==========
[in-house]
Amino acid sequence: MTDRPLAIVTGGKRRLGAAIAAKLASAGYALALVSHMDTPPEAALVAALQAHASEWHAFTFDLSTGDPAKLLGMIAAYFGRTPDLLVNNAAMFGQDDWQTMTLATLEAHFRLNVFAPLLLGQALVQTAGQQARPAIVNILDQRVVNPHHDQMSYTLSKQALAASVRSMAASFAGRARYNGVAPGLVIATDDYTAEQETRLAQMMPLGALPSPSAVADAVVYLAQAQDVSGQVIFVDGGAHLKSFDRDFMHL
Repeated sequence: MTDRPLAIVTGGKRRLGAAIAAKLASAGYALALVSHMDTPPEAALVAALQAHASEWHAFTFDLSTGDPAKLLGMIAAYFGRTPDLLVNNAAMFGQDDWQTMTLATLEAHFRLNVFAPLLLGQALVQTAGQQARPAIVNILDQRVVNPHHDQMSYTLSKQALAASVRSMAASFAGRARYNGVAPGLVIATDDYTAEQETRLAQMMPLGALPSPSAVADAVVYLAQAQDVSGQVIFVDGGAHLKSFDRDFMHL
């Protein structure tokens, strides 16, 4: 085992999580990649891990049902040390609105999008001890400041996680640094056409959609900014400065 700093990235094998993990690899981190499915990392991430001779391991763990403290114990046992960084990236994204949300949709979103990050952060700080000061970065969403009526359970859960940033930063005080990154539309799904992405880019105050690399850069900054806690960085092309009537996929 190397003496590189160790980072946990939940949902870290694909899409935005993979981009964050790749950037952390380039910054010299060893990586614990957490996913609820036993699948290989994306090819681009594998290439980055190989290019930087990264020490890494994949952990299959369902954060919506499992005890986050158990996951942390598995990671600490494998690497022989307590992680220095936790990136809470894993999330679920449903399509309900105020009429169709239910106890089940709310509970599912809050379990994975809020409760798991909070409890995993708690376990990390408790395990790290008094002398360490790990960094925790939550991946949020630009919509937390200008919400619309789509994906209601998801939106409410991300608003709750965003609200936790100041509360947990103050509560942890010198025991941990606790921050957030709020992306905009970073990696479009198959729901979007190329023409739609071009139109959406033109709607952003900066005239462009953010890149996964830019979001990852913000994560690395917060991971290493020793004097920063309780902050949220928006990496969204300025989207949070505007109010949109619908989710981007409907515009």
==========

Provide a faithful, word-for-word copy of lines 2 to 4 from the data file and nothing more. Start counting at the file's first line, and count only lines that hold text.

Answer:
Amino acid sequence: MTDRPLAIVTGGKRRLGAAIAAKLASAGYALALVSHMDTPPEAALVAALQAHASEWHAFTFDLSTGDPAKLLGMIAAYFGRTPDLLVNNAAMFGQDDWQTMTLATLEAHFRLNVFAPLLLGQALVQTAGQQARPAIVNILDQRVVNPHHDQMSYTLSKQALAASVRSMAASFAGRARYNGVAPGLVIATDDYTAEQETRLAQMMPLGALPSPSAVADAVVYLAQAQDVSGQVIFVDGGAHLKSFDRDFMHL
Repeated sequence: MTDRPLAIVTGGKRRLGAAIAAKLASAGYALALVSHMDTPPEAALVAALQAHASEWHAFTFDLSTGDPAKLLGMIAAYFGRTPDLLVNNAAMFGQDDWQTMTLATLEAHFRLNVFAPLLLGQALVQTAGQQARPAIVNILDQRVVNPHHDQMSYTLSKQALAASVRSMAASFAGRARYNGVAPGLVIATDDYTAEQETRLAQMMPLGALPSPSAVADAVVYLAQAQDVSGQVIFVDGGAHLKSFDRDFMHL
């Protein structure tokens, strides 16, 4: 085992999580990649891990049902040390609105999008001890400041996680640094056409959609900014400065 700093990235094998993990690899981190499915990392991430001779391991763990403290114990046992960084990236994204949300949709979103990050952060700080000061970065969403009526359970859960940033930063005080990154539309799904992405880019105050690399850069900054806690960085092309009537996929 190397003496590189160790980072946990939940949902870290694909899409935005993979981009964050790749950037952390380039910054010299060893990586614990957490996913609820036993699948290989994306090819681009594998290439980055190989290019930087990264020490890494994949952990299959369902954060919506499992005890986050158990996951942390598995990671600490494998690497022989307590992680220095936790990136809470894993999330679920449903399509309900105020009429169709239910106890089940709310509970599912809050379990994975809020409760798991909070409890995993708690376990990390408790395990790290008094002398360490790990960094925790939550991946949020630009919509937390200008919400619309789509994906209601998801939106409410991300608003709750965003609200936790100041509360947990103050509560942890010198025991941990606790921050957030709020992306905009970073990696479009198959729901979007190329023409739609071009139109959406033109709607952003900066005239462009953010890149996964830019979001990852913000994560690395917060991971290493020793004097920063309780902050949220928006990496969204300025989207949070505007109010949109619908989710981007409907515009």